Ramdisk to emulate a hard drive on Linux Fedore

Posted on 2011-10-13
Last Modified: 2012-05-12
Currently I am using the statistical package R, but mostly prepare my data with C. The passing of data from C to R is very cumbersome, so I have simply been communicating from R to C via leaving messages on the hard drive. From R I save a file (write.table function) then call a C program without passing paramters, but C loads a file, does what it needs to do, write something down and then R reads it back via read.table. It is not eloquent but it works. It would be nice to speed things up  with a RAM drive that would for all intents and purposes be an extension of the hard drive.

I have tried to figure out the one which comes with Fedora but instructions are  way to cryptic for me and some kind of error always pops up. I do not need the drive to be invisible. I would rather it not autoboot. I need about 8mb of memory reserved for data. All I need to store are .txt files and do not need to run programs from the file.

just want to be able to do something like

FILE *inFile = fopen( "./root/myRAMDISK/myfile.txt", "r");

Question by:lwdalton3
    LVL 6

    Expert Comment


    try this i could create a ramdisk within seconds on Ubuntu maybe it will work for Fedora...
    LVL 13

    Expert Comment

    by:Hugh McCurdy
    Yes, Jelcin, those look like generic Linux instructions.  They should work just fine in Fedora or whatever Linux.

    lwdalton3, you will need to have RAM disk support enabled in the kernel.  But if you are using a stock kernel, it should be.  

    The mount command is important.  You can't just open the file unless the ramdisk is mounted.  You can automount it (but that doesn't sound like what you want).  You can also configure /etc/fstab so that a user (not root) can mount it, if that's what you need.

    Author Comment

    I think I am on the right path here, but Fedora wants a bit more. So maybe that is what hmccurdy refers to. If so I would need pretty much word by word what the entries are. I am OK once comfortably in the confines of C, but am pretty clueless about the command line.
    Thanks for response, and I apologize in advance for only responding once a day-- have to work a long day job. I do not mind having an autoload with boot up if that is what is necessary. LD

    [root@raven ~]# mkfs -q/dev/ram1 8192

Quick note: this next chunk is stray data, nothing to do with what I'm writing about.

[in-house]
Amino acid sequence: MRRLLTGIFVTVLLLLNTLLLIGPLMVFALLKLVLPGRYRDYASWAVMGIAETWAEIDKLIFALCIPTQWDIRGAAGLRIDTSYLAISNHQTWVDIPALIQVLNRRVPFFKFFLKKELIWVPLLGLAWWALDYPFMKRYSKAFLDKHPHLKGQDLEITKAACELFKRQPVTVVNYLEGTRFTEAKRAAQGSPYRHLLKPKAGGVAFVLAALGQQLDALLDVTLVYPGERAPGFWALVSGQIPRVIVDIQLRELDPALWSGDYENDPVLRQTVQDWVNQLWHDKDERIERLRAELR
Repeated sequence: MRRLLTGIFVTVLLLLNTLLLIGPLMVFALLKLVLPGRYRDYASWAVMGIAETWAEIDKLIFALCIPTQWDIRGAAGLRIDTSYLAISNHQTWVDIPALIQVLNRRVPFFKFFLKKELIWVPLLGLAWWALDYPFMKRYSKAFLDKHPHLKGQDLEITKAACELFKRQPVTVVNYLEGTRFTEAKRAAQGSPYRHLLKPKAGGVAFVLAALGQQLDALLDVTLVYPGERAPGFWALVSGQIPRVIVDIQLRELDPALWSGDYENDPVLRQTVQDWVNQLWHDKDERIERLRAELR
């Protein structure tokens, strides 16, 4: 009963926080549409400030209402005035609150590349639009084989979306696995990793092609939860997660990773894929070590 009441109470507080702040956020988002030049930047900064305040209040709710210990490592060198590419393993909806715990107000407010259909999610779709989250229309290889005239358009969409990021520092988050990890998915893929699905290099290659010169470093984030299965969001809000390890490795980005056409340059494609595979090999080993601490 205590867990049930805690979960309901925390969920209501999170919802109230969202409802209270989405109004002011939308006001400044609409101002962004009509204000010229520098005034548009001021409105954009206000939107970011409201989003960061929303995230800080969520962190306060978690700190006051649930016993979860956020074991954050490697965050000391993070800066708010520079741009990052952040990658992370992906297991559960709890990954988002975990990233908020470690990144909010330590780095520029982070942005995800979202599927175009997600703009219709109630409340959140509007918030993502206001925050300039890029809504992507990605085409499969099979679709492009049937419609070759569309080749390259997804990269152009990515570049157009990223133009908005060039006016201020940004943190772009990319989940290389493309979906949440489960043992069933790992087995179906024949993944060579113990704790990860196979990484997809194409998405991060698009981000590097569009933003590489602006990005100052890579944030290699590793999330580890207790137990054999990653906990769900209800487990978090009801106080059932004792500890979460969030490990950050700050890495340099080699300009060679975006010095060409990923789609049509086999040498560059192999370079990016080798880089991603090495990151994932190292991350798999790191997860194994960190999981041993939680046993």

mkfs.ext2: invalid option
    Usage: mkfs.ext2 [-c|-l filename] [-b block-size] [-f fragment-size
          [-i bytes-per-inode] [-I inode-size] [-J journal-options]
          [-G meta group size] [-N number-of-inodes]
          [-m reserved-blocks-percentage] [-o creator-os]
          [-g blocks-per-group] [-L volume-label] [-M last-mounted-directory]
          [-O feature[,...]] [-r fs-revision] [-E extended-option[,...]]
          [-T fs-type] [-U UUID] [-jnqvFKSV] device [blocks-count]
    [root@raven ~]# mkdir -p/ramcache
    mkdir: invalid option -- '/'
    Try `mkdir --help' for more information.
    [root@raven ~]# mkdir -p /ramcache
    [root@raven ~]# mount /dev/ram1 /ramcache
    mount: you must specify the filesystem type
    [root@raven ~]#
    LVL 13

    Accepted Solution

    You didn't make the file system.  It failed.

    # mkfs    -q      /dev/ram1     8192

    Open in new window

    Here's what I did   (my mount point, /mnt/hd, already exists)

    root@dagmar:/# mke2fs -q -j /dev/ram1
    root@dagmar:/# mount /dev/ram1 /mnt/hd
    root@dagmar:/# ls -l /mnt/hd
    total 12
    drwx------ 2 root root 12288 2011-10-14 06:41 lost+found

    Open in new window

    Note: I don't think you'll need the -j option on mke2fs.  I did but I'm weird.

    Author Closing Comment

    What was posted got me on the right track.
    After digging around I found the following as what worked

    [root@raven ~]# mkdir  /var/ramdisk
    [root@raven ~]# mount -t  tmpfs none  /var/ramdisk -o  size=28m
    [root@raven ~]# cd /var/ramdisk
    [root@raven ramdisk]# dir
    [root@raven ramdisk]# cp /root/Desktop/microarraydata.txt /var/ramdisk
    [root@raven ramdisk]# dir
    [root@raven ramdisk]#

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